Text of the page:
Personal branding in work attire… is “dressing for success” relevant?
The idea of dressing for success used to be relatively straightforward; wear formal clothes, the smarter the better. In traditional offices, those at the top of the pyramid would invariably be found in a suit; dressing for the job you wanted meant emulating this style.
The rise of the tech sector shifted this stereotype. Picture some of the worlds most high-profile leaders, and the clothes that spring to mind are jeans, hoodies and black turtlenecks. In the tech world, success has a different kind of uniform – one markedly more casual than the suits of the past. This trend towards informality has spread to other sectors.
Then, in 2020, the widespread switch to remote work upended work dress codes altogether.
During the pandemic, workers mostly saw colleagues from the shoulders up on video calls – if they saw them at all. From home, employees could easily put in a stellar performance in a meeting in a collared shirt, sweatpants and slippers. If the cameras were off, they could even be in pajamas, working under a duvet.
Now, as workers drift back into offices and companies trial new hybrid models, few firms are demanding a return to formal wear. So, what does this mean for dressing for success? Turning up to work in a suit no longer sends the same message, but wearing a hoodie hardly feels like power dressing. With so many different dress codes at play across companies, is it still possible to ‘dress for the job you want’?
The right clothes send the right message
Dressing for success has always required a degree of subtlety. The idea is to observe the people in your organization who have the job you want to understand how they dress, and how you can imitate that with an individual twist.
“You’re sending a message about where you position yourself and what you aspire to,” says career confidence coach Sarah Archer, from Career Tree Coaching in London. “We might dress similarly to our peers to help us feel like we belong. Or if you're wanting to move forward in your career, you might dress as you perceive the leaders dress to show that you’re ready to move into this group.”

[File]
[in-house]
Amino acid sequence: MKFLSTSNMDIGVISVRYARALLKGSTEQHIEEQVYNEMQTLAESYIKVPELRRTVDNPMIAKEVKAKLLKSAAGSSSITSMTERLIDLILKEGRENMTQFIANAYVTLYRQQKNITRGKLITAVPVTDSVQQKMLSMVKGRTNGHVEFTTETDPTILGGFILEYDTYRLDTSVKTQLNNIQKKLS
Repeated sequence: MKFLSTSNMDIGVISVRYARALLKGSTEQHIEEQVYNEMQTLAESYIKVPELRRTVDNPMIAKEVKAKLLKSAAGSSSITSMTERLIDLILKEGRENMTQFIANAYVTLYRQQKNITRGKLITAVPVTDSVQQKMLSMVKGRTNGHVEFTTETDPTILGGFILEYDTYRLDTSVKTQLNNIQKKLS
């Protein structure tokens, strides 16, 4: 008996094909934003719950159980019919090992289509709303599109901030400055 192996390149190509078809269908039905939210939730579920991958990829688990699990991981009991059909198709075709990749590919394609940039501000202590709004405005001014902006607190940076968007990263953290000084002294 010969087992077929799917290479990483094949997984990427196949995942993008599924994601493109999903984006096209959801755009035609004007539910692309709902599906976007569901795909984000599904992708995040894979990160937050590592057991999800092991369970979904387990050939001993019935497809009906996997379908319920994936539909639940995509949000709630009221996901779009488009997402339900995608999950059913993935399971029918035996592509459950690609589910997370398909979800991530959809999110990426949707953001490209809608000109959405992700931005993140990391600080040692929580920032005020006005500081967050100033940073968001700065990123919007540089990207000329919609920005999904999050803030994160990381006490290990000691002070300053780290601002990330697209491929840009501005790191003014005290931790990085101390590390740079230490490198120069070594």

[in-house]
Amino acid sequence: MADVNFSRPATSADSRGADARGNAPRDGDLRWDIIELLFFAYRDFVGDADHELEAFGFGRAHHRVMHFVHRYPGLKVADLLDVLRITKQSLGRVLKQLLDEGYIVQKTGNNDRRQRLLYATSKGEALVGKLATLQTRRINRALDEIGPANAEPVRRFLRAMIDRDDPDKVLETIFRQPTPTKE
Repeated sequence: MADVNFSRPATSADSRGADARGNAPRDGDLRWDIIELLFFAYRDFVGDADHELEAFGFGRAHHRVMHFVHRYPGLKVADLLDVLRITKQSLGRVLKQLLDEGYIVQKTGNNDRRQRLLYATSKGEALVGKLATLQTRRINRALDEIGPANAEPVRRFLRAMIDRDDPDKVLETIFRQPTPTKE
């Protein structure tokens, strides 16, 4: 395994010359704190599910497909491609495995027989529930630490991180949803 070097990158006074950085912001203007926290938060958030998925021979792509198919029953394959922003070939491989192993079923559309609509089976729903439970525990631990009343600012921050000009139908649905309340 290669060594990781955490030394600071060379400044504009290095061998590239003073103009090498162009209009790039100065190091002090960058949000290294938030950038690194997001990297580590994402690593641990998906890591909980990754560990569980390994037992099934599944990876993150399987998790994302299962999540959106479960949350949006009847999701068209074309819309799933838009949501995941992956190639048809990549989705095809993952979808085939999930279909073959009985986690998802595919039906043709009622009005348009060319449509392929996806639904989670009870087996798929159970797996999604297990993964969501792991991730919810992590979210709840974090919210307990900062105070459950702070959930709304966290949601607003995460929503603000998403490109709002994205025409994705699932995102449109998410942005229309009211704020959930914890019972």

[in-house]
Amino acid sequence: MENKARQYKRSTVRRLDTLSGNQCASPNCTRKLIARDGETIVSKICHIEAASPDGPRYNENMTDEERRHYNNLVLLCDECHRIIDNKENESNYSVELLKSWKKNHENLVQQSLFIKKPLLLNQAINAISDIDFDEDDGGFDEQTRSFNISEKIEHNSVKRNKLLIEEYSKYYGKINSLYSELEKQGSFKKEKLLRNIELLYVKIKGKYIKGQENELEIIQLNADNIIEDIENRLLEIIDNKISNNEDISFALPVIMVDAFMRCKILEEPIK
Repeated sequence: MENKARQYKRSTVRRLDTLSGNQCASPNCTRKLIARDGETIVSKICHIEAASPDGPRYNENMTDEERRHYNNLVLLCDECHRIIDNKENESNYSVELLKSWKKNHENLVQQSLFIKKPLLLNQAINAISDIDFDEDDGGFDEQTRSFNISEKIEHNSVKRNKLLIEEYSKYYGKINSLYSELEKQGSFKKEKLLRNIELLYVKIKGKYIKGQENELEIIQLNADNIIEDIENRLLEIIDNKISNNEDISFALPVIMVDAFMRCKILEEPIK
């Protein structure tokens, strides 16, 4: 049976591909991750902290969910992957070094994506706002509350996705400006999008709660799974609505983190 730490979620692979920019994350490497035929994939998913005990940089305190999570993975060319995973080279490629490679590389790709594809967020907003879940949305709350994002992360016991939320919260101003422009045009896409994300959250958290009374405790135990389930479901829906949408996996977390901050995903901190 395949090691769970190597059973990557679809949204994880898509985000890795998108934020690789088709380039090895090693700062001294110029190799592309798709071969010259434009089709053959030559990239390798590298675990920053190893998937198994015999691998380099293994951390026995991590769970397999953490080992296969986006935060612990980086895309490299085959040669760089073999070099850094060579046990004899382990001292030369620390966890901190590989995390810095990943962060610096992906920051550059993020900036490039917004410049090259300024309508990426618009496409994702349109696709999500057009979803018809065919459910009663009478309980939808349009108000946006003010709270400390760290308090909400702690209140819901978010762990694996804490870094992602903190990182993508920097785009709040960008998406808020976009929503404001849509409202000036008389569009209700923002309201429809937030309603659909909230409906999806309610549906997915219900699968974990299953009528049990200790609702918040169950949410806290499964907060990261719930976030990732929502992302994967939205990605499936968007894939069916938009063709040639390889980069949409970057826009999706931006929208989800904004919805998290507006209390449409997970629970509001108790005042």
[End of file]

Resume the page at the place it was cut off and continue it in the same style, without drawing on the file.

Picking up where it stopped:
Drawing attention to similarities between yourself and more senior workers is an effective strategy. We think favorably of people we see as similar, a phenomenon known as affinity bias. Studies have shown that managers are more likely to hire and promote people they see as similar to them, including in terms of how they present.
Aligning your style with people in more senior positions can also help you look and feel the part. Studies have shown wearing more formal attire can make workers feel more self-assured and actually improve work performance, something Archer has seen with her clients. “For a lot of people, choosing to focus positively about how they dress and present themselves can help them feel confident about what they do and how they operate at work.”
These days, there’s another element to dressing for success: showing you’ve correctly interpreted the rules of your workplace and can adhere to them. Before, when everyone wore formal wear, decoding the unspoken rules on dress was easier. Today, particularly in companies where dress codes are more liberal, identifying and hitting the right sartorial notes can be more nuanced – and a well-judged outfit indicates that you understand and align with the company culture.
“It shows attention to detail, commitment, consistency,” says Joey Price, based in Baltimore, US, founder of Jumpstart: HR and host of the While We Were Working podcast. “It shows that you are attempting to own your personal brand and how you show up in spaces.” It also, he adds, sends a clear message to the higher-ups. “The more you align yourself with signs and signals that represent you want to take that next step in your career within that organization, the more that's going to be noticed by executives.”